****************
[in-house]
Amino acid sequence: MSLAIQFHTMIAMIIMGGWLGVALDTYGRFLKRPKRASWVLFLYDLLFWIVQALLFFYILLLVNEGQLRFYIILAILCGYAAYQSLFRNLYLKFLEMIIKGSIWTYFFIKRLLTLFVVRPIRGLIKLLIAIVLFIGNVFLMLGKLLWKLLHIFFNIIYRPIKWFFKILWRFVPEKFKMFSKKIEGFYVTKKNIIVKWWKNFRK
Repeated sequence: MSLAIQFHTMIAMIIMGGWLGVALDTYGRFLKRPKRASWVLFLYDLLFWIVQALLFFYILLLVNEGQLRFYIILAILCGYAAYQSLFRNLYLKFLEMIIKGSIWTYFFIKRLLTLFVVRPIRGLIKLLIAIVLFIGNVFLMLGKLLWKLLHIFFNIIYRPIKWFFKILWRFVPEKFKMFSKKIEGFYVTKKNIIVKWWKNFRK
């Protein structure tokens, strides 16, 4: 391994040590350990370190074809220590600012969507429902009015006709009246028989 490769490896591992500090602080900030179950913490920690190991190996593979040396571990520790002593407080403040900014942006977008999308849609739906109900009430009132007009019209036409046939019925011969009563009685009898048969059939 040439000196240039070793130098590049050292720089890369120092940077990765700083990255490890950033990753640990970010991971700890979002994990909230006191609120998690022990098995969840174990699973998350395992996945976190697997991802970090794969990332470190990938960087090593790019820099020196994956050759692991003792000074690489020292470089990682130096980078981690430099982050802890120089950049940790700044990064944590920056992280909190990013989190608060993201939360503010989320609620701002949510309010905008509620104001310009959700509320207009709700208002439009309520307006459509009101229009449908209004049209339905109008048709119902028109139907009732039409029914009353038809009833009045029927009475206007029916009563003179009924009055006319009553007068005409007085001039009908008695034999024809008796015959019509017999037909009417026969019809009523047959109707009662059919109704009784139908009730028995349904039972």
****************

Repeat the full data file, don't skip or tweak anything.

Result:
[in-house]
Amino acid sequence: MSLAIQFHTMIAMIIMGGWLGVALDTYGRFLKRPKRASWVLFLYDLLFWIVQALLFFYILLLVNEGQLRFYIILAILCGYAAYQSLFRNLYLKFLEMIIKGSIWTYFFIKRLLTLFVVRPIRGLIKLLIAIVLFIGNVFLMLGKLLWKLLHIFFNIIYRPIKWFFKILWRFVPEKFKMFSKKIEGFYVTKKNIIVKWWKNFRK
Repeated sequence: MSLAIQFHTMIAMIIMGGWLGVALDTYGRFLKRPKRASWVLFLYDLLFWIVQALLFFYILLLVNEGQLRFYIILAILCGYAAYQSLFRNLYLKFLEMIIKGSIWTYFFIKRLLTLFVVRPIRGLIKLLIAIVLFIGNVFLMLGKLLWKLLHIFFNIIYRPIKWFFKILWRFVPEKFKMFSKKIEGFYVTKKNIIVKWWKNFRK
């Protein structure tokens, strides 16, 4: 391994040590350990370190074809220590600012969507429902009015006709009246028989 490769490896591992500090602080900030179950913490920690190991190996593979040396571990520790002593407080403040900014942006977008999308849609739906109900009430009132007009019209036409046939019925011969009563009685009898048969059939 040439000196240039070793130098590049050292720089890369120092940077990765700083990255490890950033990753640990970010991971700890979002994990909230006191609120998690022990098995969840174990699973998350395992996945976190697997991802970090794969990332470190990938960087090593790019820099020196994956050759692991003792000074690489020292470089990682130096980078981690430099982050802890120089950049940790700044990064944590920056992280909190990013989190608060993201939360503010989320609620701002949510309010905008509620104001310009959700509320207009709700208002439009309520307006459509009101229009449908209004049209339905109008048709119902028109139907009732039409029914009353038809009833009045029927009475206007029916009563003179009924009055006319009553007068005409007085001039009908008695034999024809008796015959019509017999037909009417026969019809009523047959109707009662059919109704009784139908009730028995349904039972």